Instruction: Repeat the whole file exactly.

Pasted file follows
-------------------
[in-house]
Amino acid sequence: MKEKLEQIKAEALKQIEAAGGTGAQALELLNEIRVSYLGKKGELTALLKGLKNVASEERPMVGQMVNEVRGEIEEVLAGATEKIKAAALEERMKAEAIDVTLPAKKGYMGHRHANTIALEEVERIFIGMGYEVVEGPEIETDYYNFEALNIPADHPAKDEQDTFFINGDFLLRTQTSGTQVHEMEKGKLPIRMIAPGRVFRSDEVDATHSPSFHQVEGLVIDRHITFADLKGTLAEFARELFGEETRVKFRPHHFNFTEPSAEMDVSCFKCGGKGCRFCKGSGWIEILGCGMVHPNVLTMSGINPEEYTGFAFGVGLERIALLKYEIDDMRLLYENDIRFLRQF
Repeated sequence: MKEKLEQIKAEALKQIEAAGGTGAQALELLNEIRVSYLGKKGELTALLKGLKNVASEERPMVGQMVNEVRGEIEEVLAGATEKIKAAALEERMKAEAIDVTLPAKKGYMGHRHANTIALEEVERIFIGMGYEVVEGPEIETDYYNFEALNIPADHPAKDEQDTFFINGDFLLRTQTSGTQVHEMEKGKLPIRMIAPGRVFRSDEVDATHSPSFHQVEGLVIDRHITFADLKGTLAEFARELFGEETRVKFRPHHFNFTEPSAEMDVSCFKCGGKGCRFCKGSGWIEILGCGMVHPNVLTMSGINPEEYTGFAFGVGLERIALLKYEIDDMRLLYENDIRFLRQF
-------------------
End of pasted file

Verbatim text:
[in-house]
Amino acid sequence: MKEKLEQIKAEALKQIEAAGGTGAQALELLNEIRVSYLGKKGELTALLKGLKNVASEERPMVGQMVNEVRGEIEEVLAGATEKIKAAALEERMKAEAIDVTLPAKKGYMGHRHANTIALEEVERIFIGMGYEVVEGPEIETDYYNFEALNIPADHPAKDEQDTFFINGDFLLRTQTSGTQVHEMEKGKLPIRMIAPGRVFRSDEVDATHSPSFHQVEGLVIDRHITFADLKGTLAEFARELFGEETRVKFRPHHFNFTEPSAEMDVSCFKCGGKGCRFCKGSGWIEILGCGMVHPNVLTMSGINPEEYTGFAFGVGLERIALLKYEIDDMRLLYENDIRFLRQF
Repeated sequence: MKEKLEQIKAEALKQIEAAGGTGAQALELLNEIRVSYLGKKGELTALLKGLKNVASEERPMVGQMVNEVRGEIEEVLAGATEKIKAAALEERMKAEAIDVTLPAKKGYMGHRHANTIALEEVERIFIGMGYEVVEGPEIETDYYNFEALNIPADHPAKDEQDTFFINGDFLLRTQTSGTQVHEMEKGKLPIRMIAPGRVFRSDEVDATHSPSFHQVEGLVIDRHITFADLKGTLAEFARELFGEETRVKFRPHHFNFTEPSAEMDVSCFKCGGKGCRFCKGSGWIEILGCGMVHPNVLTMSGINPEEYTGFAFGVGLERIALLKYEIDDMRLLYENDIRFLRQF